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Know Your Rights! Understanding Copyright, Patents, and Trademarks

Intellectual property infringements are rife, so graphic designers should know how to protect their work. Learn about copyright, patents, and trademarks.

Copyright, Patents, and Trademarks

You only need to give platforms like Etsy and Facebook Marketplace the briefest of glances to find examples of intellectual property rights infringements. As a graphic designer, that’s one of the last things you want to happen to your work, so it’s important that you know your rights, and how to protect your designs. Understanding copyright, patents, and trademarks are an essential part of this.

Beyond protecting your own work, you may also be in a position where a client asks you to design product packaging or branding that includes a copyright, patent, and a trademark. It certainly helps to know what those terms mean in this case. 

The thing is, those terms have been used so many times, the differences between them have become blurred. The result is that some designers use the word ‘trademark’ when they mean ‘copyright’, or vice versa. Let’s take a closer look at intellectual property and the different ways you can protect it

What Is Intellectual Property?

Unless you created them for a client or employer, your original designs are your intellectual property. You are the only person who has the right to use them, profit from them, or alter them. Of course, that changes if you sell your rights of ownership or license a design to someone else. 

Other than designs, intellectual property can include novels, poems, characters, a song, a sculpture—in short, it’s anything original that you create. 

You can protect intellectual property in the following ways:

  • Copyright–Works of art and literature usually are protected by copyright
  • Patent–Inventions, new technologies, and innovations are usually patented
  • Trademark–Company branding, including elements such as names, mascots, services, and slogans usually are trademarked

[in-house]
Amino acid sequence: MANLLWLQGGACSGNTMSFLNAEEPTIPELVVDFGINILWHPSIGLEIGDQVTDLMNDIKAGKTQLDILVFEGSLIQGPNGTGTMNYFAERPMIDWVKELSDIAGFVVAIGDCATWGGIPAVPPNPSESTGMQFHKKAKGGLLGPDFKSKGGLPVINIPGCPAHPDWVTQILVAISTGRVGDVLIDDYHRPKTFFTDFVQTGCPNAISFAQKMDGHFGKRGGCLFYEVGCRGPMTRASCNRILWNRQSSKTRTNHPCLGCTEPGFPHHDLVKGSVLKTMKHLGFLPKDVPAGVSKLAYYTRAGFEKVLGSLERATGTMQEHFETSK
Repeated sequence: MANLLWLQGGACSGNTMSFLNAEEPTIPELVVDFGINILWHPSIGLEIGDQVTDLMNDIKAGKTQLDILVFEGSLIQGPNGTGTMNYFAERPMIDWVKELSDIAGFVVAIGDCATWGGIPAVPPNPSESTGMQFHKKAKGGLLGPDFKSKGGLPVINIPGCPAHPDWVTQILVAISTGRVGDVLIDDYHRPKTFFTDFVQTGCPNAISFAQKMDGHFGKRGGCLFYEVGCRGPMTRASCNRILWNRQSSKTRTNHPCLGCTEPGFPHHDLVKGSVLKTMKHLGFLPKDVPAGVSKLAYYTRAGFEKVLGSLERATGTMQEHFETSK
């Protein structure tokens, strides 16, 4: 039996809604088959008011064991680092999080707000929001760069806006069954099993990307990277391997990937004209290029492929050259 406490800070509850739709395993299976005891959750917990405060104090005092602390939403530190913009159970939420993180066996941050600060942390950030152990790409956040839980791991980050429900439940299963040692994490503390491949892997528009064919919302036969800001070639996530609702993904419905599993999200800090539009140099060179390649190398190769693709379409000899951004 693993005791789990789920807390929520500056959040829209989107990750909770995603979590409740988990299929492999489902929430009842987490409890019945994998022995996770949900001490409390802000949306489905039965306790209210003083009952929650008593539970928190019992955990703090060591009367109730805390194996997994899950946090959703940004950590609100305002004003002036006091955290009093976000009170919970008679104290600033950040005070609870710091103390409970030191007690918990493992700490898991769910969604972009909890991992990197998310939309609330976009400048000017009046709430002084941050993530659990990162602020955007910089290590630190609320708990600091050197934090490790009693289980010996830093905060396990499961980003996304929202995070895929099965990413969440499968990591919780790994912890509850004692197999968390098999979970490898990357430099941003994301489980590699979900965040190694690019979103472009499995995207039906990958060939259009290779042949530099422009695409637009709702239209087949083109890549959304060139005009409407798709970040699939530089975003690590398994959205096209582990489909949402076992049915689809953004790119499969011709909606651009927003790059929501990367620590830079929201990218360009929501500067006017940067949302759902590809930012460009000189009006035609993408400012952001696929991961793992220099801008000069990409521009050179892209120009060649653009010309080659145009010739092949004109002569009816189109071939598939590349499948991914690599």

The laws regarding copyright, patent, and trademark vary from country to country. Our exploration of those terms below is based on definitions and laws in the United States. If you live or work in another country, we recommend speaking to a local lawyer or a representative from that country’s copyright office or service for relevant information.

Copyright

In the U.S., as in most countries, graphic designers and other creatives automatically own the copyright to their original work—unless that work was done for a client or employer. You don’t need to pay for a copyright, nor do you need to register your work with the Copyright Office. However, doing so is advised, as a registered copyright is necessary if you ever need to file a copyright infringement lawsuit. 

It’s important to know that a design copyright protects your original expression of an idea. Under copyright law, your original designs may not be copied or used in other ways without your express permission. The idea that inspired the design is not protected. 

For example, the superhero character Superman is protected under copyright. The idea of a hero with superpowers, however, is not—which is why we also have Batman, Iron Man, Wonder Woman, and Black Panther. 

Patent

In most countries, the U.S. included, patents are not used to protect graphic designs, pictures, or artwork. Instead, patents are granted to designs that can be applied to articles of manufacture. That is, the design must be for a device, method, process, or substance that’s inventive and useful.